How to disappear completely
As I promised a couple of weeks ago (where does the time go?), I wanted to ask you all for input on another topic that I think about a lot.
In particular, there is obviously a great group of people who get their Ph.D.s, do postdocs, and then decide that they are crazy enough to dedicate themselves to academia.* These people then have an obvious interest in making themselves/their research known to the external world through publications, websites, conferences, etc., as this is the way they are evaluated for tenure, awards, grants, etc.
However, there is another great group of people who are highly educated and trained, but decide they are not crazy enough to become professors. For simplicity’s sake, let’s say they all go to industry (to big pharma, small biotechs and start-ups). These people (or their companies), in stark contrast to professors, mostly have a significant interest in not making themselves/their research known to the world. The company websites don’t list contact information. The things that do get published or presented are often projects that failed or are out of date,** or come from the rare companies doing basic research.
This is really frustrating for us because these great minds are basically disappearing into a black hole, even though we would value their input as review writers, referees (particularly when people are claiming to have a new drug or method for drug discovery), or general sources of information. And since there are so many people in industry, it would really broaden our options if we needed an expert in one particular field (where there might be only a couple of professors working on the topic) or if we just want a completely different point of view. Finally, from what I hear, it’s also valuable to many industrial people to serve in these writing and refereeing capacities in term of their internal evaluations.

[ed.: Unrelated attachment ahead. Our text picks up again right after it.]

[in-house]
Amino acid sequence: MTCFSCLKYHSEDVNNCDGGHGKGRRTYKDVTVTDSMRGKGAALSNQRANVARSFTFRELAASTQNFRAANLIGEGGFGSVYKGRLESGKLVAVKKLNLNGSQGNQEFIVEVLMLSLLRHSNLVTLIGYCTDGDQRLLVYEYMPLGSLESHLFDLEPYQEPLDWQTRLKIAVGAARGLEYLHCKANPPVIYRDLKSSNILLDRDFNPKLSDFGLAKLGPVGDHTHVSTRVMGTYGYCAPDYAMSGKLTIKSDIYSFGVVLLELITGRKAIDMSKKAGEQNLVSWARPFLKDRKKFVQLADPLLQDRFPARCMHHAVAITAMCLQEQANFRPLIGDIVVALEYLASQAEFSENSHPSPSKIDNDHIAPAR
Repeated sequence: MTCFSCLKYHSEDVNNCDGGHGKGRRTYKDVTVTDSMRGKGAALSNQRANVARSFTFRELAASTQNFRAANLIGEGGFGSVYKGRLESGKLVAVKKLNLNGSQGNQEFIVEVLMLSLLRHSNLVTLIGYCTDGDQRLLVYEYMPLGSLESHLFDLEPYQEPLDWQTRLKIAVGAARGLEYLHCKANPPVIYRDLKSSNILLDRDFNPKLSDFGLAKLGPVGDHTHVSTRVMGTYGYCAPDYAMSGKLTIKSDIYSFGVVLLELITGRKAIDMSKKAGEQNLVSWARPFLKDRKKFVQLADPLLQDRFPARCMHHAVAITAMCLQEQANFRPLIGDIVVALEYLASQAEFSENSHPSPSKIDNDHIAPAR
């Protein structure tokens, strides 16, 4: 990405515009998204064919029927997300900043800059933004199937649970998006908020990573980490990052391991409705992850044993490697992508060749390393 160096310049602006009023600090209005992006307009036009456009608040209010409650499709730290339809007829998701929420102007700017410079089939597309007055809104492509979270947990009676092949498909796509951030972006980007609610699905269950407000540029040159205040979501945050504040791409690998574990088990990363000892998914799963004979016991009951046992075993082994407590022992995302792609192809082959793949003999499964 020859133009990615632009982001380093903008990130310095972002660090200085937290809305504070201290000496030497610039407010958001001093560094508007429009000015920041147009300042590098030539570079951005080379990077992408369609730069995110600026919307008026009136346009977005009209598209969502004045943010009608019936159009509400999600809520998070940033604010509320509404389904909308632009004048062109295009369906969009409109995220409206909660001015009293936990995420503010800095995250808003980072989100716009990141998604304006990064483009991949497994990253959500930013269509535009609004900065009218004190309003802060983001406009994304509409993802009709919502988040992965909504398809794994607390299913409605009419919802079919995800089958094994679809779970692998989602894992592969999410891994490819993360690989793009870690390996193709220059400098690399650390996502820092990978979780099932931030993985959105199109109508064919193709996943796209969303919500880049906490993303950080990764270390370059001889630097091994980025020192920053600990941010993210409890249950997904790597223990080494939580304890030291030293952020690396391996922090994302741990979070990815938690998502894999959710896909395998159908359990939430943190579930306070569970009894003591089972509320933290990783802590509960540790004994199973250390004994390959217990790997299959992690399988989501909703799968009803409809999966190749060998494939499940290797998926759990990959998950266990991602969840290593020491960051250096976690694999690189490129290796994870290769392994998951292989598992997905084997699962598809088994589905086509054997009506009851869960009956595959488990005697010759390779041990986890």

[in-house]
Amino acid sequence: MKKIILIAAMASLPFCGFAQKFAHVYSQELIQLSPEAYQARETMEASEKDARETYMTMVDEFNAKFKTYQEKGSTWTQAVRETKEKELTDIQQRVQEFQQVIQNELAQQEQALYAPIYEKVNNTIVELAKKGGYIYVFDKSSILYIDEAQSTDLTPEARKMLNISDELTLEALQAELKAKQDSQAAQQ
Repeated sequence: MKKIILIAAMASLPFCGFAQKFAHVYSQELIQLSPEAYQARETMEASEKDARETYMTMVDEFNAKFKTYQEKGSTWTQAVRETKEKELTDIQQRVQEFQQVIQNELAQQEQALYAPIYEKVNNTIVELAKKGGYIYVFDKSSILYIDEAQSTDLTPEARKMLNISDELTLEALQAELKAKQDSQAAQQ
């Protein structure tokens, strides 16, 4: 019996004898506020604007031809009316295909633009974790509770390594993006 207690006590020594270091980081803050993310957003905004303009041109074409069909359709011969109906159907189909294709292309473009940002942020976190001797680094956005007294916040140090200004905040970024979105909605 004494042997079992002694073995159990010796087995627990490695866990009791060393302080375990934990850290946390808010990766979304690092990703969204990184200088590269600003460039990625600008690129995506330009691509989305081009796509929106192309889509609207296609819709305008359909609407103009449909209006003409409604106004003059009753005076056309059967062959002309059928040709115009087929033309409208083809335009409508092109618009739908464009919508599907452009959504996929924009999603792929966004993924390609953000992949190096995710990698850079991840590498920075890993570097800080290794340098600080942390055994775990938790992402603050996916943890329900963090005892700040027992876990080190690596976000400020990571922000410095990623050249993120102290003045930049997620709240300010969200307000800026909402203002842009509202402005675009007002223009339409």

So the question for the day is, how can we find these non-academic scientists?? Sadly, I have no suggestions to kick this one off, so please help!
Catherine (associate editor, Nature Chemical Biology)
I say this in the kindest way possible. You have to admit, though, it’s a little crazy at times…
*And, there’s no guarantee that the person you’re searching for is the corresponding author, and no one else’s contact information is given…